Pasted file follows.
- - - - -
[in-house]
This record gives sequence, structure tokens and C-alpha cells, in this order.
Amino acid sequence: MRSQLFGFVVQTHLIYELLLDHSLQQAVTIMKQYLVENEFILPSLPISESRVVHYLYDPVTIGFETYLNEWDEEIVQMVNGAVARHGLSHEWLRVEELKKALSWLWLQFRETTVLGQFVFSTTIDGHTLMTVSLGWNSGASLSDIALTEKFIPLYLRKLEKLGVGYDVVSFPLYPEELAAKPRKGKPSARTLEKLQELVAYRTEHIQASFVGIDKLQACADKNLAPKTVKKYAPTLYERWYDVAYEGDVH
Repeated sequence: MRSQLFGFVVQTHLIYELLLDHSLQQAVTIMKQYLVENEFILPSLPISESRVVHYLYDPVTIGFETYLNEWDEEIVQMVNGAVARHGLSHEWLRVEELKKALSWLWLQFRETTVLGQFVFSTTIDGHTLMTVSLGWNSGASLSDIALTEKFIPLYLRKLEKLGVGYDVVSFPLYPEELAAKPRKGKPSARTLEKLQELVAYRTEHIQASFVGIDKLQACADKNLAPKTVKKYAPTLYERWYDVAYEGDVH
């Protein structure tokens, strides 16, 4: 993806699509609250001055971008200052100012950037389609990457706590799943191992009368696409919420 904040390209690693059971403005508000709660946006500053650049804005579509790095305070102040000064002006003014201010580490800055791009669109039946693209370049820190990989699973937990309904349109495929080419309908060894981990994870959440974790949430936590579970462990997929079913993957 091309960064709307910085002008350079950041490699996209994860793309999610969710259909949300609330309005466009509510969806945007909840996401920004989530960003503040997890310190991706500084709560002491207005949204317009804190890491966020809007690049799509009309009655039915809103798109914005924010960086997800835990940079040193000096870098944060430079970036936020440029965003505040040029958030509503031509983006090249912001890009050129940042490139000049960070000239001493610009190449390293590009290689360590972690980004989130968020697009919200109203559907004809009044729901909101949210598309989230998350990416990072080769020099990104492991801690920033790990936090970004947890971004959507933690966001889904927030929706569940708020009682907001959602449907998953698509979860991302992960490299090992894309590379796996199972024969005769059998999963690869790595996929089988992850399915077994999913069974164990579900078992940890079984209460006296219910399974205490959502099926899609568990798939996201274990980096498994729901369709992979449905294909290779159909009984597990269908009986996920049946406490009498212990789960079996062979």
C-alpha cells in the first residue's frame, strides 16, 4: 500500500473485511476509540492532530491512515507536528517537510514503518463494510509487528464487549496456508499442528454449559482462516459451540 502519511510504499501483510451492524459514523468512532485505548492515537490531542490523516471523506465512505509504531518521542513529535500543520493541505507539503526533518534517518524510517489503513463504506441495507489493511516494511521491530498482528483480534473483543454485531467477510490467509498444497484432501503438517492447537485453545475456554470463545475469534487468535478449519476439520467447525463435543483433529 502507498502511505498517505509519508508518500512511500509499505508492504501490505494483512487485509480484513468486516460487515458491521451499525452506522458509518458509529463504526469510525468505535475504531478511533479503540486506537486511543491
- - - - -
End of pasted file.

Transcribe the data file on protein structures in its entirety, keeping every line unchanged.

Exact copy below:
[in-house]
This record gives sequence, structure tokens and C-alpha cells, in this order.
Amino acid sequence: MRSQLFGFVVQTHLIYELLLDHSLQQAVTIMKQYLVENEFILPSLPISESRVVHYLYDPVTIGFETYLNEWDEEIVQMVNGAVARHGLSHEWLRVEELKKALSWLWLQFRETTVLGQFVFSTTIDGHTLMTVSLGWNSGASLSDIALTEKFIPLYLRKLEKLGVGYDVVSFPLYPEELAAKPRKGKPSARTLEKLQELVAYRTEHIQASFVGIDKLQACADKNLAPKTVKKYAPTLYERWYDVAYEGDVH
Repeated sequence: MRSQLFGFVVQTHLIYELLLDHSLQQAVTIMKQYLVENEFILPSLPISESRVVHYLYDPVTIGFETYLNEWDEEIVQMVNGAVARHGLSHEWLRVEELKKALSWLWLQFRETTVLGQFVFSTTIDGHTLMTVSLGWNSGASLSDIALTEKFIPLYLRKLEKLGVGYDVVSFPLYPEELAAKPRKGKPSARTLEKLQELVAYRTEHIQASFVGIDKLQACADKNLAPKTVKKYAPTLYERWYDVAYEGDVH
């Protein structure tokens, strides 16, 4: 993806699509609250001055971008200052100012950037389609990457706590799943191992009368696409919420 904040390209690693059971403005508000709660946006500053650049804005579509790095305070102040000064002006003014201010580490800055791009669109039946693209370049820190990989699973937990309904349109495929080419309908060894981990994870959440974790949430936590579970462990997929079913993957 091309960064709307910085002008350079950041490699996209994860793309999610969710259909949300609330309005466009509510969806945007909840996401920004989530960003503040997890310190991706500084709560002491207005949204317009804190890491966020809007690049799509009309009655039915809103798109914005924010960086997800835990940079040193000096870098944060430079970036936020440029965003505040040029958030509503031509983006090249912001890009050129940042490139000049960070000239001493610009190449390293590009290689360590972690980004989130968020697009919200109203559907004809009044729901909101949210598309989230998350990416990072080769020099990104492991801690920033790990936090970004947890971004959507933690966001889904927030929706569940708020009682907001959602449907998953698509979860991302992960490299090992894309590379796996199972024969005769059998999963690869790595996929089988992850399915077994999913069974164990579900078992940890079984209460006296219910399974205490959502099926899609568990798939996201274990980096498994729901369709992979449905294909290779159909009984597990269908009986996920049946406490009498212990789960079996062979």
C-alpha cells in the first residue's frame, strides 16, 4: 500500500473485511476509540492532530491512515507536528517537510514503518463494510509487528464487549496456508499442528454449559482462516459451540 502519511510504499501483510451492524459514523468512532485505548492515537490531542490523516471523506465512505509504531518521542513529535500543520493541505507539503526533518534517518524510517489503513463504506441495507489493511516494511521491530498482528483480534473483543454485531467477510490467509498444497484432501503438517492447537485453545475456554470463545475469534487468535478449519476439520467447525463435543483433529 502507498502511505498517505509519508508518500512511500509499505508492504501490505494483512487485509480484513468486516460487515458491521451499525452506522458509518458509529463504526469510525468505535475504531478511533479503540486506537486511543491